William D. Carrigan and Clive Webb, “The Lynching of Persons of Mexican Origin or Descent in the United States, 1848 to 1928,” Journal of Social History 37, no. 2 (2003): 411–38.

Carrigan and Webb examine persons of Mexican descent as the target of organized racial violence, with a specific focus on the Southwest United States. As scholars have often overlooked anti-Mexican violence, the authors’ extensive archival research adds to our understanding of racially based violence during the late 1800s and early 1900s. The authors argue that “placing the experience of Mexicans into the history of lynching expands our understanding of the causes of mob violences and the way in which individuals and groups sought to resist lynching and vigilantism.”

Gilbert Estrada, “If You Build It, They Will Move: The Los Angeles Freeway System and the Displacement of Mexican East Los Angeles, 1944–1972,” Southern California Quarterly 87, no. 3 (2005): 287–315.

Urban development has a long history of displacement among minority communities in the US, and the Mexican Community is no exception. Beginning with the forced evictions that took place in Chavez Ravine to build Dodger Stadium, Estrada examines a history of property seizure to accommodate urban renewal projects in Los Angeles following World War II. He specifically discusses the construction of LA’s freeway system and examines why more freeways were built through the predominantly Mexican East Los Angeles while construction plans in predominantly white neighborhoods were often altered or removed from planning maps.

John Betancur, “Gentrification and Community Fabric in Chicago,” Urban Studies 48, no. 2 (2011): 383–406.

Betancur examines impacts of gentrification on low-income racial/ethnic groups in Chicago, with a particular focus on Mexican American and Puerto Rican experiences. He explains that these two groups often rely on social fabrics of neighborhood support and advancement. Since these groups are more limited in mobility due to their income, they are thus more vulnerable to effects of displacement when they lose these fabrics. The author then contrasts this experience with that of past European immigrants who also depended on social fabrics, but who, unlike Mexicans and Puerto Ricans, did not confront added layers of race and urban restructuring.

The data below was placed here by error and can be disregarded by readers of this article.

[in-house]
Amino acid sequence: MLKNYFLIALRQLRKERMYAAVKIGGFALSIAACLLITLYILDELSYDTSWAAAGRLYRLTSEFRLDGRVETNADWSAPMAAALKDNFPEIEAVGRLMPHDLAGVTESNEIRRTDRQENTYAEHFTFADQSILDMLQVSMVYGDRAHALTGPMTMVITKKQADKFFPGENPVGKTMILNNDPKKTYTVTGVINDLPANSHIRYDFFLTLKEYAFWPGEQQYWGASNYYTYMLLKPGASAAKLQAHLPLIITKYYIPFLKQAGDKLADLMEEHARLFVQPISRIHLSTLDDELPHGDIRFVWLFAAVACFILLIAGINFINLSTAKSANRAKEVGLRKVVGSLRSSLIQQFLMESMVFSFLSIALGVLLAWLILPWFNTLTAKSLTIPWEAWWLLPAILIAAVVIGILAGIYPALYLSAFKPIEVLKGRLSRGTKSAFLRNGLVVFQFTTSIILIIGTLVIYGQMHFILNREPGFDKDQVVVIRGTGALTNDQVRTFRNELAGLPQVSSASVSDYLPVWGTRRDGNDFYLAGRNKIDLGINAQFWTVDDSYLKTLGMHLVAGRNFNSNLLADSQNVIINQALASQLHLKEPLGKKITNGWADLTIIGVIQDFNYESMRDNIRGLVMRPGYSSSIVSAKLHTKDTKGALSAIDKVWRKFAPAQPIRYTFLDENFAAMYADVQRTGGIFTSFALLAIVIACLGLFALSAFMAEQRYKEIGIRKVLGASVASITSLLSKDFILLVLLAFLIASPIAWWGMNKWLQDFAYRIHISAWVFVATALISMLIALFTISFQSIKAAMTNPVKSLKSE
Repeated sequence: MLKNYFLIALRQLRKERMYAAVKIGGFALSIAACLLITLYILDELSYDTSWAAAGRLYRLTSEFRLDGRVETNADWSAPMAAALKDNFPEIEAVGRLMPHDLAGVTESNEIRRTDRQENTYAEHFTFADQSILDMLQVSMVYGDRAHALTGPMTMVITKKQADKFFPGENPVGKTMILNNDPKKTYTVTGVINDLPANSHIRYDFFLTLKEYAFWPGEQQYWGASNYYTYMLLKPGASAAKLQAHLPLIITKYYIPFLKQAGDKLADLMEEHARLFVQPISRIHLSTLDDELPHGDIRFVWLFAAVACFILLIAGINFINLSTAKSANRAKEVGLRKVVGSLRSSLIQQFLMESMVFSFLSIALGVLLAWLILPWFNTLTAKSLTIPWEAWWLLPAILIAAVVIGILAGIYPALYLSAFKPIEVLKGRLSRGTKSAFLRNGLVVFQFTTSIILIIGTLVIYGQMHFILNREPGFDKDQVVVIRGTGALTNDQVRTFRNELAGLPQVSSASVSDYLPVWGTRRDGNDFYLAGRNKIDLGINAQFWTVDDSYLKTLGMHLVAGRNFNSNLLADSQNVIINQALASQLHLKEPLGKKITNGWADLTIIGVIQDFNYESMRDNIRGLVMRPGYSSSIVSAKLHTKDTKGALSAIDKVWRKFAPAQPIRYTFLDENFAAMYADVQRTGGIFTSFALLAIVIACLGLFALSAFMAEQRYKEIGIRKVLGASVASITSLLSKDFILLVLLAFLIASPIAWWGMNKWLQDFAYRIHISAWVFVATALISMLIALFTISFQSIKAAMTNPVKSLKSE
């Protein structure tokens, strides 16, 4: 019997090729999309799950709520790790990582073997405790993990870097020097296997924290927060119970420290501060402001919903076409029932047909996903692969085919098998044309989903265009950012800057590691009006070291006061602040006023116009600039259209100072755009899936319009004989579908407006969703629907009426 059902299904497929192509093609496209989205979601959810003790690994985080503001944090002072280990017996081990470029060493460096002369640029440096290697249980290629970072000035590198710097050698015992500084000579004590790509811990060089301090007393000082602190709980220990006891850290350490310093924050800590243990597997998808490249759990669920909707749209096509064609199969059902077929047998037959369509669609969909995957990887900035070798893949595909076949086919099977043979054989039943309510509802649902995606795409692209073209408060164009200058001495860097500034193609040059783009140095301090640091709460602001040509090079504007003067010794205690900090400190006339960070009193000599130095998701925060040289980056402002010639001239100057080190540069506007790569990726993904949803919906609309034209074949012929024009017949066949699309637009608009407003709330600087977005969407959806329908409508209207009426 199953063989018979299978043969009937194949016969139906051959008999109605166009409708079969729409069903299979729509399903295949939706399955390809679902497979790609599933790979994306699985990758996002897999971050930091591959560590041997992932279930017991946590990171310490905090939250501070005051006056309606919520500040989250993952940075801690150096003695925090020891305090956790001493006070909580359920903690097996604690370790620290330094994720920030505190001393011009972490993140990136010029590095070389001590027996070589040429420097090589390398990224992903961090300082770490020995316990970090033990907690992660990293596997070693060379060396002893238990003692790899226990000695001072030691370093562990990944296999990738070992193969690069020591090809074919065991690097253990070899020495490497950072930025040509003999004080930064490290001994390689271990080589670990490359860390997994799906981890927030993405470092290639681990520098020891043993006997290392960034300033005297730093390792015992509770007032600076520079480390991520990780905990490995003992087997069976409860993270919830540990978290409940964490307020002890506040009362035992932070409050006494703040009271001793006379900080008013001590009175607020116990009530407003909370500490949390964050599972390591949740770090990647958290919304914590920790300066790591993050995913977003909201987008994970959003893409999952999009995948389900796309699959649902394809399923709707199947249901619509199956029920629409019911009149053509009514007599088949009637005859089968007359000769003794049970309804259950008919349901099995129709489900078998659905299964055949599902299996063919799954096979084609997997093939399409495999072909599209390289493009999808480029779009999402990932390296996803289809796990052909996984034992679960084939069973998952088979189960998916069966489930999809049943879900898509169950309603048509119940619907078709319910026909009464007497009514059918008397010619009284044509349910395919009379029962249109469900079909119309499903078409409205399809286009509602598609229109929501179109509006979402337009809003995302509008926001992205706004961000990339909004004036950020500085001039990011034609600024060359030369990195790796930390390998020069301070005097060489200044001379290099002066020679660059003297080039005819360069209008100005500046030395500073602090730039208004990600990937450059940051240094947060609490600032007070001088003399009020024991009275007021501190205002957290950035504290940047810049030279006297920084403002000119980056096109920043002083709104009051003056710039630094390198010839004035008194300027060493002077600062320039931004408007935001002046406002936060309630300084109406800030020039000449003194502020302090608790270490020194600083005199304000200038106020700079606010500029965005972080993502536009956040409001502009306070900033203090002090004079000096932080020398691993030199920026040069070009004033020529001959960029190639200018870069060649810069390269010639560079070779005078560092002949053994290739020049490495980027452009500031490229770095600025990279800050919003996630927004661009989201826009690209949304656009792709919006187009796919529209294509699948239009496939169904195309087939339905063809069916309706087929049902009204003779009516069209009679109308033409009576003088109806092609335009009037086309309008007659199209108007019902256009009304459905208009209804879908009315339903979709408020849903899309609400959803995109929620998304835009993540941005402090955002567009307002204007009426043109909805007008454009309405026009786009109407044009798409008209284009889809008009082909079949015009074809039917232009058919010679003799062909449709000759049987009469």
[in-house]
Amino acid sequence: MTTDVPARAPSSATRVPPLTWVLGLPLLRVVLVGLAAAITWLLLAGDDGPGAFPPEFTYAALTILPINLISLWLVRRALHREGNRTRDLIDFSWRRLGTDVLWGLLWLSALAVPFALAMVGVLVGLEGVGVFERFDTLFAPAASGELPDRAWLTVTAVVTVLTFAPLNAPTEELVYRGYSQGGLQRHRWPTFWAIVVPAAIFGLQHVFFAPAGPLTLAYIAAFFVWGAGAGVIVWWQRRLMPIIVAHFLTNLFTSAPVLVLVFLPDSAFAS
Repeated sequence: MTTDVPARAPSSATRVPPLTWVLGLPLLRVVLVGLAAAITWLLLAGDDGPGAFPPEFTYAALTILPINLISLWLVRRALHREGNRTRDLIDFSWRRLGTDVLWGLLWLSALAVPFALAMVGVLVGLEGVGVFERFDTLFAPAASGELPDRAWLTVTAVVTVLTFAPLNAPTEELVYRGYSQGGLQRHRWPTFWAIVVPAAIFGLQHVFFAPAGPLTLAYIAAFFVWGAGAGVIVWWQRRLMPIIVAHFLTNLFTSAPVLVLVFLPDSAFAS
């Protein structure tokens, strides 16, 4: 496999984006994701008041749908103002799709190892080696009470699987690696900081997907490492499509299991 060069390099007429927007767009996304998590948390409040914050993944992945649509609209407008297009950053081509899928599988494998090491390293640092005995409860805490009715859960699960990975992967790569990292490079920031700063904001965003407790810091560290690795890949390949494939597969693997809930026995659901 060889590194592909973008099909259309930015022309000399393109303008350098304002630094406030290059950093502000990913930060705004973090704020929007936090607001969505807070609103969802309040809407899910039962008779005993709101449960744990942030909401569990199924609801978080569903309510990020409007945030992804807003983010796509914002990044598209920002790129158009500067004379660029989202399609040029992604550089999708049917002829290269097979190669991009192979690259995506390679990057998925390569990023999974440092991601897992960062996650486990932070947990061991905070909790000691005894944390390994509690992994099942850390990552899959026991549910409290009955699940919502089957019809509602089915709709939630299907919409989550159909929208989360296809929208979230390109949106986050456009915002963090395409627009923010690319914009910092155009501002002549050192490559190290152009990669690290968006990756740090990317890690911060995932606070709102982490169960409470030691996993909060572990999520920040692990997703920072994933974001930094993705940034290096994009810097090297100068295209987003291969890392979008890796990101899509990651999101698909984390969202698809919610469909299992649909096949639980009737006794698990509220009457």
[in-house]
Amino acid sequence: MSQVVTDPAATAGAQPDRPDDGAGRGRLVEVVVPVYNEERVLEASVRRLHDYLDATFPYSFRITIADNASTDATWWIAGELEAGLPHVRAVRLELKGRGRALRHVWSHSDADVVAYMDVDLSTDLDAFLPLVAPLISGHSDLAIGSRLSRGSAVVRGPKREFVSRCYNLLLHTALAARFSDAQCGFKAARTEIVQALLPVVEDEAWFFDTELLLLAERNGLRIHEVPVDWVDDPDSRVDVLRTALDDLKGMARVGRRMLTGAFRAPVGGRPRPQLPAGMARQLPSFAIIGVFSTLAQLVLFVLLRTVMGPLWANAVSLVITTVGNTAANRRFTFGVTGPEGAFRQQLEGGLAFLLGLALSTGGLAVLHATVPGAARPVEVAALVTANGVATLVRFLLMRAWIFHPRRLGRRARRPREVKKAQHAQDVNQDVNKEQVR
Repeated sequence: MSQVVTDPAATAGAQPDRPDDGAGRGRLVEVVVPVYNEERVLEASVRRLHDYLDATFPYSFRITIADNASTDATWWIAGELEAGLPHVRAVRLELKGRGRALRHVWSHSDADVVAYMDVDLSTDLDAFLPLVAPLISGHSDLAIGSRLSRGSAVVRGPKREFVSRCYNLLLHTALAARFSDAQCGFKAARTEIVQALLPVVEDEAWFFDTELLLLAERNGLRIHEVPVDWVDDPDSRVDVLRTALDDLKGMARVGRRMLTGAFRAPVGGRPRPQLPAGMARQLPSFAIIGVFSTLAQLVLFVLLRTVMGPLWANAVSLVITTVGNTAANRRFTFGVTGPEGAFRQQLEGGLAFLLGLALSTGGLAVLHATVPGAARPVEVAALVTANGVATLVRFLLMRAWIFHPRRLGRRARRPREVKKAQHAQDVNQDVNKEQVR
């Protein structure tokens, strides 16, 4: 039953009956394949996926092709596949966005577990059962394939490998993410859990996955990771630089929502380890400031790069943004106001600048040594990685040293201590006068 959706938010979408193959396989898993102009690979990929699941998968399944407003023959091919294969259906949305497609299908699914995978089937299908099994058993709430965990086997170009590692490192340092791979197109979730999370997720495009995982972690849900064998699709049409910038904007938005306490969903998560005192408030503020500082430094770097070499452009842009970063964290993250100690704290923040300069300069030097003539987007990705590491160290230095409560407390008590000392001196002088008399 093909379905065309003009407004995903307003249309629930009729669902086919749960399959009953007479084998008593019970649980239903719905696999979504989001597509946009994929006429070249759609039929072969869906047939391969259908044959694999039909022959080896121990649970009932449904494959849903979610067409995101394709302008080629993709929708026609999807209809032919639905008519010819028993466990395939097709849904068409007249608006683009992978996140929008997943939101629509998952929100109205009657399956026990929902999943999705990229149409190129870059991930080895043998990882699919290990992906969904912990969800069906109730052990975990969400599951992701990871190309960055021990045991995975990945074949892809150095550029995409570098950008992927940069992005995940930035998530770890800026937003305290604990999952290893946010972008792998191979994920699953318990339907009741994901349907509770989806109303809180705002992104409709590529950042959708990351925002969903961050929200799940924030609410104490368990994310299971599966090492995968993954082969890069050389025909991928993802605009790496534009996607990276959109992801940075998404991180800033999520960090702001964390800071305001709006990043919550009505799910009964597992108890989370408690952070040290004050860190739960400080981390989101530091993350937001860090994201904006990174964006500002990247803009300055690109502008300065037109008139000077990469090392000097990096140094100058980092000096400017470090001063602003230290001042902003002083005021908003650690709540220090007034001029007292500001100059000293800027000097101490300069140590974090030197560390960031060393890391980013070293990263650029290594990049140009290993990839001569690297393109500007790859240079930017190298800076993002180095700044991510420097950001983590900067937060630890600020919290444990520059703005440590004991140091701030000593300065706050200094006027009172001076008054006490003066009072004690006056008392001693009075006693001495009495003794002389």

Miguel A. Guajardo and Francisco J. Guajardo, “The Impact of Brown on the Brown of South Texas: A Micropolitical Perspective on the Education of Mexican Americans in a South Texas Community,” American Educational Research Journal 41, no. 3 (2004): 501–526.

Guajardo and Guajardo examine the impact of Brown v. Board of Education on Mexican Americans’ pursuit of education equity. While the landmark case ruled segregation by race to be illegal in schools, it also allowed schools to work towards integration at their own pace. Addressing the growing discontent regarding the speed at which states were addressing inequities that stemmed from school segregation, the authors situate a case study of a 1968 student walkout in South Texas within larger Chicanx youth activism across the United States, including the student walkouts (or blowouts) in East Los Angeles.

Edward J. Escobar, “The Dialectics of Repression: The Los Angeles Police Department and the Chicano Movement, 1968–1971,” The Journal of American History 79, no. 4 (1993): 1483–1514.

Escobar discusses police responses to protests and demonstrations during the Chicano Movement by examining events that took place following the National Chicano Moratorium demonstration in East Los Angeles, which included the killing of Los Angeles Times reporter Ruben Salazar. The demonstration was organized to protest the disproportionately high numbers of Mexican American casualties in the Vietnam War and included more than 20,000 participants. Escobar further discusses campaigns used by law enforcement agencies in Los Angeles to quell activities of the movement, and how Chicanx activists navigated these responses.

Margaret Rose, “Traditional and Nontraditional Patterns of Female Activism in the United Farm Workers of America, 1962 to 1980,” Frontiers: A Journal of Women Studies 11, no. 1 (1990): 26–32.

Margaret Rose discusses the role of Mexicanas and Chicanas in the unionization efforts of farm workers in early 1960s California. Rose challenges male-dominated narratives on activism within the United Farm Workers of American, AFL-CIO, which often solely focus on the contributions of César Chávez. She achieves this by revealing the wide ranges of roles played by women from Dolores Huerta, who performed leadership activities, to activists like Helen Chávez, who often performed “behind the scenes” work.

Maylei Blackwell, ¡Chicana Power!: Contested Histories of Feminism in the Chicano Movement (Austin: University of Texas Press, 2011).